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ERIC Number: ED397030
Record Type: RIE
Publication Date: 1996-Apr
Pages: 7
Abstractor: N/A
Reference Count: N/A
Influences on Beginning Teachers' Literacy-Related Instructional Beliefs: A Longitudinal Case-Study Comparison of Five Non-Traditional Math and Science Teachers.
Sturtevant, Elizabeth G.
This paper reports on a study to document influences on five beginning mathematics and science teachers' instructional beliefs after a preservice methods course in secondary literacy. The participants were former military officers who had selected teaching as a second career. The study looked at: the teachers' beliefs about uses of literacy in their content instruction from preservice through the second teaching year; influences the teachers perceived as affecting their beliefs; and how and why the teachers' beliefs about literacy in their content instruction changed or remained constant over the 3-year period. Results showed: all five teachers' beliefs had been influenced by the methods course; the teachers' instructional beliefs became more elaborate and specific during their student teaching and first year of teaching; as student teachers, they were influenced by cooperating teachers' beliefs about what "worked" and what "didn't work," beliefs they often adopted unaware of inconsistencies with what they had been taught; all five had concerns about students' behavioral problems; they had to adjust to quick and substantial changes in environment, expectations, and curriculum; and they were influenced by a wide variety of individuals and conditions within and outside of the school. Positive conditions included appropriate curriculum materials, cooperating teachers who favored the strategies, and favorable administrative policies. Negative conditions included lack of time, large numbers of students and/or preparations required, students with many academic or personal problems, and general instability of the beginning teacher's assignments. (Contains 13 references.) (ND)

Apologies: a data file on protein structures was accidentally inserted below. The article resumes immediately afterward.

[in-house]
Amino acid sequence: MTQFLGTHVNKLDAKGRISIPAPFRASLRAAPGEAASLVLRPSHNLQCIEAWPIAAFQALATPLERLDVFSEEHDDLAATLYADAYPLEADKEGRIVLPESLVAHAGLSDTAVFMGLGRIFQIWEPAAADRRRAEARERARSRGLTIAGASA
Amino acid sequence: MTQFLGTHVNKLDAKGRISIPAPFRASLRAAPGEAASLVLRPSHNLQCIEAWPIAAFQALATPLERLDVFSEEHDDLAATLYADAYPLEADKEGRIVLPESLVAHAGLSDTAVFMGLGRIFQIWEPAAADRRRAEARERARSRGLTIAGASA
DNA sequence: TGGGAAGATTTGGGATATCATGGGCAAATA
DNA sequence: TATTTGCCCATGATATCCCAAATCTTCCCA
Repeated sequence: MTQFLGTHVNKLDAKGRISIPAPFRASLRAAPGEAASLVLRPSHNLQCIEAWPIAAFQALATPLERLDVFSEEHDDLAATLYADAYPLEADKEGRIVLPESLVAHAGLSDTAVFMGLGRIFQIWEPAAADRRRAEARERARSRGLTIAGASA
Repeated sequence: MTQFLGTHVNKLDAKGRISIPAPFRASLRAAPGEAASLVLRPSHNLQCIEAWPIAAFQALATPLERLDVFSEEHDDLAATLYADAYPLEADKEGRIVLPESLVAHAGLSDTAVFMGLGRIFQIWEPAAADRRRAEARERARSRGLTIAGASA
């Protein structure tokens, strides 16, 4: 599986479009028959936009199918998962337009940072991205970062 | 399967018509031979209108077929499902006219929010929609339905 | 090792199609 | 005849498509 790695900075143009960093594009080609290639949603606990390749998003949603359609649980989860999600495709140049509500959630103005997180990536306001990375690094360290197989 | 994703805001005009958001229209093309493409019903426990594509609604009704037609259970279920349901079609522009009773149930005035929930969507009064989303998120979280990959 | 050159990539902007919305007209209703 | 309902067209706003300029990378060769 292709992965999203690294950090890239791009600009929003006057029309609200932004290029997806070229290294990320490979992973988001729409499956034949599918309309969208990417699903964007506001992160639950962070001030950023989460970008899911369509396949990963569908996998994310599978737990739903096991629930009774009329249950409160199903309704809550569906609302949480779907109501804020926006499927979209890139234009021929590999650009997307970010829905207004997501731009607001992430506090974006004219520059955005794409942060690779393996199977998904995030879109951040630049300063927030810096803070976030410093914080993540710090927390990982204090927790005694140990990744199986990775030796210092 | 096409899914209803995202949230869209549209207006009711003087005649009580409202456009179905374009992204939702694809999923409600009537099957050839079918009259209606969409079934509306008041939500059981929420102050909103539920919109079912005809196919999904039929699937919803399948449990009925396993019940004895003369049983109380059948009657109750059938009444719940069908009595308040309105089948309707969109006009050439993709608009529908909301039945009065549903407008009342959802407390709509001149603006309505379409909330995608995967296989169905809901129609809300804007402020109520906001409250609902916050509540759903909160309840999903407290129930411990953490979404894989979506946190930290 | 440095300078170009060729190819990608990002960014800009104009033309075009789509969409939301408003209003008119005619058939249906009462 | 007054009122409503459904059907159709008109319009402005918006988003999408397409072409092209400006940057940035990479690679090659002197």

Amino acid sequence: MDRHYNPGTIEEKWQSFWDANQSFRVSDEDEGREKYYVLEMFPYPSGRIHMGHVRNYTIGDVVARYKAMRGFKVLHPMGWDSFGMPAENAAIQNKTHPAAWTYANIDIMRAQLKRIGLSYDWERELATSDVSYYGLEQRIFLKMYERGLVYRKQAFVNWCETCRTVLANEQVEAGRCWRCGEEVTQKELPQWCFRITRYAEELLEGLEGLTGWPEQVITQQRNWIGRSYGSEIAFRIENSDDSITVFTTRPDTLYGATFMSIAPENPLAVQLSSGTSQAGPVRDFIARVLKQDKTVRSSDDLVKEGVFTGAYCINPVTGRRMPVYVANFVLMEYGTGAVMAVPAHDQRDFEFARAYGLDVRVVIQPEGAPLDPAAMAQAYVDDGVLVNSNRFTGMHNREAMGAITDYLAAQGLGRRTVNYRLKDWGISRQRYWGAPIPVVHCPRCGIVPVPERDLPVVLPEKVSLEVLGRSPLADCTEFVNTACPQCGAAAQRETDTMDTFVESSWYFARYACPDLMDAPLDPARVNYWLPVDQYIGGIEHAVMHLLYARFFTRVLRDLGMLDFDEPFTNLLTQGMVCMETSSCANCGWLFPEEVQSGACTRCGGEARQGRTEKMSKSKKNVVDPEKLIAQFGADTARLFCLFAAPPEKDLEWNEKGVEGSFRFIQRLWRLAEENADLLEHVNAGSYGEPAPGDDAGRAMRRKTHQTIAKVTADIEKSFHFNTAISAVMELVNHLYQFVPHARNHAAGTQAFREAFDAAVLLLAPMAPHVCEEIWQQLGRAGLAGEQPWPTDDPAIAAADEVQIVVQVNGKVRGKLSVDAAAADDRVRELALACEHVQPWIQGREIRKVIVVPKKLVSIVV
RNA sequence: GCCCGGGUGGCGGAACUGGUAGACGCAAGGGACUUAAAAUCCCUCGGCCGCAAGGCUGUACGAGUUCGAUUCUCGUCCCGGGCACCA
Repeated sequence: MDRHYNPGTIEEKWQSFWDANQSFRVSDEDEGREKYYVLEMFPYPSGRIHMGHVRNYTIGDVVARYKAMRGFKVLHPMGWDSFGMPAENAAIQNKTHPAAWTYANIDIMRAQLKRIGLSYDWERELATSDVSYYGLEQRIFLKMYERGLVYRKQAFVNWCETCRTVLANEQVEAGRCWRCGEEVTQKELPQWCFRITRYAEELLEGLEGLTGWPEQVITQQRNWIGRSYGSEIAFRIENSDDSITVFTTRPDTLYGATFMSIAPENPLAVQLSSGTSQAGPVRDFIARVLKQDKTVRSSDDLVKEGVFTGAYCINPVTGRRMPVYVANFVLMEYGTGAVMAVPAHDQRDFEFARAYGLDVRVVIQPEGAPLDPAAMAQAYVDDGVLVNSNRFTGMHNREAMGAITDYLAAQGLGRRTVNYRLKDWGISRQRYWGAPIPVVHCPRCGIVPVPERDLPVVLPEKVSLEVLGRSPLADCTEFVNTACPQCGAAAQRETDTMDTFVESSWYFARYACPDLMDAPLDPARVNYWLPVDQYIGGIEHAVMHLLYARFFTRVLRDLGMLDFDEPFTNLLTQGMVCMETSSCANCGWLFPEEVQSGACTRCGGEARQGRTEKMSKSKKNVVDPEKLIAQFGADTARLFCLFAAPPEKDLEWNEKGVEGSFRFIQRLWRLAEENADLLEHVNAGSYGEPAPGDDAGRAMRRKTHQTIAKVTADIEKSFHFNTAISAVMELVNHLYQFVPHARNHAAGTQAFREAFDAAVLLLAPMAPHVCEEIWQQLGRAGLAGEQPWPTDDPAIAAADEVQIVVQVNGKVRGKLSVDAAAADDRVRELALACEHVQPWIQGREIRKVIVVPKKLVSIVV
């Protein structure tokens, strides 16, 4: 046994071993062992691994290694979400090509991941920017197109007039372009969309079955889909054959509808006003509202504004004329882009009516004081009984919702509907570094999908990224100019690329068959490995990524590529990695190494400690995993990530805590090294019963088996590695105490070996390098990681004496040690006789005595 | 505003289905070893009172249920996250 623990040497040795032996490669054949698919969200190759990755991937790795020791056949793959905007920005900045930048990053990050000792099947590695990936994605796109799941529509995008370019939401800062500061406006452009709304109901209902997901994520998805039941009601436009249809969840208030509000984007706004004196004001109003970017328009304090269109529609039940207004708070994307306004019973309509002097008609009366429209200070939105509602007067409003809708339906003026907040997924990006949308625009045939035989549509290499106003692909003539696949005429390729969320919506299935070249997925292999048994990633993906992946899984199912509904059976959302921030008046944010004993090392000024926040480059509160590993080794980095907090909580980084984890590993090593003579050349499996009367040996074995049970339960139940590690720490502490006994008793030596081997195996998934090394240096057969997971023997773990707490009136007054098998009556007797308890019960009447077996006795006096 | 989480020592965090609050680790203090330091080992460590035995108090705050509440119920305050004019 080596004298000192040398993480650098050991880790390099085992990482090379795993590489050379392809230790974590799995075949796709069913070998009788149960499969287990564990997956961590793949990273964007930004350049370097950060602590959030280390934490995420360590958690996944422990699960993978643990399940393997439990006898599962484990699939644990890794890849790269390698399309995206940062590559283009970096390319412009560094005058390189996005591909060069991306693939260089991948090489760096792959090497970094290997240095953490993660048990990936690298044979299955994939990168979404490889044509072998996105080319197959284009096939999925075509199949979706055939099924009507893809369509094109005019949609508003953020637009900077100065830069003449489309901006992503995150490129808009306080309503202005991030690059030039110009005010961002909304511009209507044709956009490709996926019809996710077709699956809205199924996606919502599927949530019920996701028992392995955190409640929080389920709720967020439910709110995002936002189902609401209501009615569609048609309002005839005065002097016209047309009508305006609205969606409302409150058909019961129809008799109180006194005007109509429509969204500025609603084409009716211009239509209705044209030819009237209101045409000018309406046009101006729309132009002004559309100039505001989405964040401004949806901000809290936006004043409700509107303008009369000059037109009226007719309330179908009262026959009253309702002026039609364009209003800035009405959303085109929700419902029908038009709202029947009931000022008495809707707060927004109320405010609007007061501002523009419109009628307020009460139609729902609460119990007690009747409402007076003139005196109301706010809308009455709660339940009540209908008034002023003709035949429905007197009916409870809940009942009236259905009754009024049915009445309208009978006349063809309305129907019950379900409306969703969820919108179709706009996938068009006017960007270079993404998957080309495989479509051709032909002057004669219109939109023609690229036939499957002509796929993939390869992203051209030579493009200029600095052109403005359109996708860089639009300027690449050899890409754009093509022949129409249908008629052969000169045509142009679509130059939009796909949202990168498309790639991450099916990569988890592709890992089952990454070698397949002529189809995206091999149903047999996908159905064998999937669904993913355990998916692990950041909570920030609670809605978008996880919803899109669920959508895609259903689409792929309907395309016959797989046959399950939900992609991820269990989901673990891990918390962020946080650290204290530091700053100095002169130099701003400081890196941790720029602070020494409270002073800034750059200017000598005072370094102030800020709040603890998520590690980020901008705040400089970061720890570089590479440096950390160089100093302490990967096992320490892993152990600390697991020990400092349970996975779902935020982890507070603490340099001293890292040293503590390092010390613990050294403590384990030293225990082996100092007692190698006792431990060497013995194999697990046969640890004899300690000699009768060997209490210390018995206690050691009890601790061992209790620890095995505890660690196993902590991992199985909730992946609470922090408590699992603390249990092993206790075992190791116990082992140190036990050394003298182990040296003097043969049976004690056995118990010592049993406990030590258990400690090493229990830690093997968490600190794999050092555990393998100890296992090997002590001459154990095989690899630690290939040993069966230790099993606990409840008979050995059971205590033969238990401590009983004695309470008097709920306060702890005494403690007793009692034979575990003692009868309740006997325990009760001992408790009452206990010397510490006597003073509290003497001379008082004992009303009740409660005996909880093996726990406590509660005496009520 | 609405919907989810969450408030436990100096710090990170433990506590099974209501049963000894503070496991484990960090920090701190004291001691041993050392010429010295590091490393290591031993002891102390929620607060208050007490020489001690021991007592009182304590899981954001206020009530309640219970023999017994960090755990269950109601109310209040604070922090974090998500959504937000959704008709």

Publication Type: Reports - Research; Speeches/Meeting Papers
Education Level: N/A
Audience: N/A
Language: English
Sponsor: N/A
Authoring Institution: N/A
Identifiers: N/A
Note: Paper presented at the Annual Meeting of the American Educational Research Association (New York, NY, April 8-12, 1996).